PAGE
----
There is a reason that Adelaide – the capital of South Australia – continues to grow in popularity, particularly as a weekend travel destination.
Credit: South Australia Tourism
More and more travellers are flocking to Adelaide for the world-famous wine regions, glistening beaches, the up-and-coming bar and dining scene, and charming surrounding suburbs that feel more like charming old towns.
The best part of Adelaide? Everything is within easy reach. Unlike larger capital cities Melbourne and Sydney, where traffic and sprawling streets mean you could be travelling for hours, Adelaide is small and simple to navigate. The city is compact, the beach is 20 minutes away, and the airport is in between them. It’s only 45-60 minutes to wine country.
It’s little wonder people are adding Adelaide to their travel list. It’s perfect for a weekend escape with your partner, family, or friends, and you can see it all in a short amount of time.
Things to do and see in Adelaide
The most famous sporting ground in Adelaide hosting footy, cricket and concerts, this ground is also home to the Oval Hotel. For an unforgettable experience, take part in a roof climb, and view Adelaide from an incredible vantage point.
National Wine Centre of Australia
South Australia is home to award winning wineries, so it’s no surprise that the National Wine Centre is located here. Learn about the wine making process, taste wines in the Wined Bar, and explore the vineyard that surrounds the centre – right in the centre of Adelaide.
St Francis Xavier Cathedral
Adelaide is also known as the City of Churches; so, it should come as no surprise to see a church on this list. St Francis Xavier is a gothic style cathedral and has a beautiful interior and exterior to see.
The Malls Balls
Find this popular meeting spot in Rundle Mall and admire the impressively large and modern artwork. The artwork by Bert Fluglemen is officially named The Spheres, but locals quickly gave it their own name.
South Australian Museum
General admission is free to the 5 floors of this natural history museum. Take your time making your way through and learn about the fascinating history and evolution of humans, animals, and the earth.
Art Gallery of South Australia
Only minutes from the South Australian Museum, the art gallery is home to an exquisite collection of almost 50,000 artworks.
Adelaide Botanic Gardens
These public gardens are the perfect place for an afternoon picnic, a morning walk with a coffee or even for a birthday party in the sunshine. The gardens are maintained year-round and boast beautiful florals and structures. The Bicentennial Conservatory is an impressive glasshouse.
Stop in and see the animal enclosures just north of the city centre at the Adelaide Zoo. See the giant panda, baboons, penguins, tigers and more. Great fun for the whole family.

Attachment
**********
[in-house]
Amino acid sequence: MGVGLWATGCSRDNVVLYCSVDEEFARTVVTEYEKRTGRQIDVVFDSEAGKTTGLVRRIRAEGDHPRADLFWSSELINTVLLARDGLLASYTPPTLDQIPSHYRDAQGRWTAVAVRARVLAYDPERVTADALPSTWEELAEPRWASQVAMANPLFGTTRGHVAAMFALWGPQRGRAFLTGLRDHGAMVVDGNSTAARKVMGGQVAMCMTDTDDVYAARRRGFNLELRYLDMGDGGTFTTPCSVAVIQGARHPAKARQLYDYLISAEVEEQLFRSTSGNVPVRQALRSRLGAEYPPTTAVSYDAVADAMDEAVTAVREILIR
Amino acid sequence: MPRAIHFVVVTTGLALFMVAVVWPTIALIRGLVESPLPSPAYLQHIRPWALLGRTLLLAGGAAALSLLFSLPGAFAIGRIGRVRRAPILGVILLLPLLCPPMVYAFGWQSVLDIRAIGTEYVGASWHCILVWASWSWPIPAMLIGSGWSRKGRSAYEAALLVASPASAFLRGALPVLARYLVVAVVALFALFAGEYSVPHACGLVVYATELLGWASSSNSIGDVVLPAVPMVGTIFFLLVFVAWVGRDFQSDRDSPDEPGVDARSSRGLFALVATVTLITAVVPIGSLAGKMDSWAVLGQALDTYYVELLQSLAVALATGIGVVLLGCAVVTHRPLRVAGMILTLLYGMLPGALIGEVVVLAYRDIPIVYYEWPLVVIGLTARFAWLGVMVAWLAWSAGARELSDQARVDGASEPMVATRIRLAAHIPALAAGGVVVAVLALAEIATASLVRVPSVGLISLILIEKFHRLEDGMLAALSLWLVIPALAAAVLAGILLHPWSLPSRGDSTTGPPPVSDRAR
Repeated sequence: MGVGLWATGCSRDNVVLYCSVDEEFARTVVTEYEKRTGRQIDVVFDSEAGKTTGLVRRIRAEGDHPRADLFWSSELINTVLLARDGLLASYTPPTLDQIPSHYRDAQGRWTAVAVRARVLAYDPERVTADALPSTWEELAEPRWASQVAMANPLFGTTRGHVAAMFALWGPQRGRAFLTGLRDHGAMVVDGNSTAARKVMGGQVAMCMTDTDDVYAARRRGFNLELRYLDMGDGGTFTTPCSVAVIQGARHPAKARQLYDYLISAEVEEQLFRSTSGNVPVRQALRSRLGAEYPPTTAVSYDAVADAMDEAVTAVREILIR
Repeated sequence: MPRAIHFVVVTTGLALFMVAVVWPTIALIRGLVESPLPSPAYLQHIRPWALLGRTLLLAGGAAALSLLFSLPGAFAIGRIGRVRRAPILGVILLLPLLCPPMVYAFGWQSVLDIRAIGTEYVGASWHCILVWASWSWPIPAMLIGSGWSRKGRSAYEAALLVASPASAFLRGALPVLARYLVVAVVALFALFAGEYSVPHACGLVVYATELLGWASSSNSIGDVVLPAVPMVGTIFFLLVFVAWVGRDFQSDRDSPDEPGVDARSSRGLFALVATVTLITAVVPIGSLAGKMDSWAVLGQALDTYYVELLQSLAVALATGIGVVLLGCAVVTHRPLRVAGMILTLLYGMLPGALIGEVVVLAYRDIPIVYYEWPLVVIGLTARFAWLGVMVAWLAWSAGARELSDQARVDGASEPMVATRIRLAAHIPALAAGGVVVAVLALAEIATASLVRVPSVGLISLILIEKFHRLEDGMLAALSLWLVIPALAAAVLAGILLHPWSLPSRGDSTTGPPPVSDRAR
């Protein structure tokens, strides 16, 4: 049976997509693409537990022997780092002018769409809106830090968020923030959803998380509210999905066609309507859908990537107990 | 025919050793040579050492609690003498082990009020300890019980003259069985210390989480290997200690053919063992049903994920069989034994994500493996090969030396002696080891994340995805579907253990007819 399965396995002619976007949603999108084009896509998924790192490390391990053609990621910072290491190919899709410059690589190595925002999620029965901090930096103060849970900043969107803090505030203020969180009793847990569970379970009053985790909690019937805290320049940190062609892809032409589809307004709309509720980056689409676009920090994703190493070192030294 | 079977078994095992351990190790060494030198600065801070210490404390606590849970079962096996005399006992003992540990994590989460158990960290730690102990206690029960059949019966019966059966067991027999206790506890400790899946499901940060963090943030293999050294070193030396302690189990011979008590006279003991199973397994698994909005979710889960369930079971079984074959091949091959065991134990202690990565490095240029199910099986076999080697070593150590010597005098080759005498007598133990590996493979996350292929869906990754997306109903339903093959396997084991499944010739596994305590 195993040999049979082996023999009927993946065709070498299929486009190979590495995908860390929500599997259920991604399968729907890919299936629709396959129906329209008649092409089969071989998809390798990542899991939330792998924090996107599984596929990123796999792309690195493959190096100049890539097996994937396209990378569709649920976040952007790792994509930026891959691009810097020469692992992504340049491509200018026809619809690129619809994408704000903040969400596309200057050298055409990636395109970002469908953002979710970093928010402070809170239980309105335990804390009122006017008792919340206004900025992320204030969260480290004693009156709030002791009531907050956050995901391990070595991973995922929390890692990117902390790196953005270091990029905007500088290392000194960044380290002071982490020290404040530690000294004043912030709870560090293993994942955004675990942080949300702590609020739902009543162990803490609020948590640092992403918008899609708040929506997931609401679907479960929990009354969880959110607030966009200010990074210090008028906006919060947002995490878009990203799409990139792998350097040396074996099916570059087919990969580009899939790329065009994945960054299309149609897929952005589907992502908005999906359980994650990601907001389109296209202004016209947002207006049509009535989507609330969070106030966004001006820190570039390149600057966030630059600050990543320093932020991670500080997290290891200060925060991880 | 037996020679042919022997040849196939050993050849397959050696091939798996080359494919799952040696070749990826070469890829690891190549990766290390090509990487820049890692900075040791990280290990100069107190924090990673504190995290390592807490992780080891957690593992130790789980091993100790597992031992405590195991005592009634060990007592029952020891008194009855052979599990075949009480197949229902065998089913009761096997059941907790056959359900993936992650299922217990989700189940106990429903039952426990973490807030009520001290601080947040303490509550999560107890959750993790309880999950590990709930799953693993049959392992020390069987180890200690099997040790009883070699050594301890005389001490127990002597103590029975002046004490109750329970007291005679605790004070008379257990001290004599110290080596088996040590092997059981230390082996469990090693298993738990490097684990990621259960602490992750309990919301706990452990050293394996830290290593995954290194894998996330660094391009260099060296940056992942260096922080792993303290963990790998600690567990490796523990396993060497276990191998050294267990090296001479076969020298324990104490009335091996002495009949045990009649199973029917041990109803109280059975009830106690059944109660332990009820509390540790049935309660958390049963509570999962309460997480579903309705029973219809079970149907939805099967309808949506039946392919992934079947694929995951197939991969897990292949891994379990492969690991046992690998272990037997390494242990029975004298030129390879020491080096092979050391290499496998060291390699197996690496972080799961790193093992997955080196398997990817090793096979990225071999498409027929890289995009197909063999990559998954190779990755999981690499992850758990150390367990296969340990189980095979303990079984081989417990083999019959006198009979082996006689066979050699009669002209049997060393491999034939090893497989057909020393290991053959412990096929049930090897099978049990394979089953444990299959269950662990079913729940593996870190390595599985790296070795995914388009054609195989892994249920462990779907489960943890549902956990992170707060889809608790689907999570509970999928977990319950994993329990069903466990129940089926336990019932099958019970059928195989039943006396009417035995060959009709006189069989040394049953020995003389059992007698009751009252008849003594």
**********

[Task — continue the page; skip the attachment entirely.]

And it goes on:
Adelaide and its people love a festival. Events run throughout the year, so be sure to check in with what’s on when you visit the city.
Adelaide Fringe Festival
A massive arts festival running from February to March each year. This is one of the best events of the year, drawing hundreds of thousands of patrons to enjoy summer days and nights as they browse stalls, enjoy the food trucks and pop-ups, and watch shows and exhibits.
Winter evenings come alive with incredible light installations. Walk through the open-air exhibit and add a bit of colour to the dreary winter nights.
Adelaide Film Festival
2 weeks of spotlight on Australian films, as well as screenings of international creations.
Overlapping with Adelaide Fringe, the Adelaide Festival showcases some of the most innovative work from Australian creatives.
Shopping in Adelaide
The most well-known area in Adelaide, Rundle Mall is a pedestrian only shopping street and precinct. There are over 700 retail outlets to shop, artworks to see, and a handful of dining options to stop and refuel as you shop the day away.
A premium shopping centre offering a carefully curated selection of lifestyle and fashion stores, less than 10 minutes from the CBD. The only Zara in Adelaide is in Burnside.
Adelaide Central Market
A favourite for locals and visitors, the Adelaide Central Market is open Tuesday through Saturday. Vendors sell the finest and freshest produce. Find everything from meat, dairy products, seasonings, health foods, fruit and vegetables, baked goods, nuts, and flowers.
Where to eat and drink in Adelaide
An Italian themed menu, in a funky fit out inspired by New York. This restaurant is often on the top of the list for foodies visiting Adelaide.
Thai cuisine served on the outskirts of the CBD.
As the name suggests, enjoy African inspired dishes, in a lively and vibrant space.
A rustic bar inspired restaurant with Japanese grill cuisine.
Bread and Bone
Found on the bustling Peel St, Bread and Bone is a contemporary and industrial spot, serving American style cuisine. Think hot dogs, burgers, and great cocktails.
Leigh Street Wine Room
Wine bars are becoming a popular option for a relaxed drink at the end of the day. Leigh Street Wine Room is the perfect place to taste some of Adelaide’s best local wines in a chic setting.
On Peel St, Paloma is a relaxed bar, with great drinks and a delicious food menu with a range of nibbles and bigger eats.
Bank Street Social
An edgy underground bar with craft beer and pizza bar. Best of both worlds.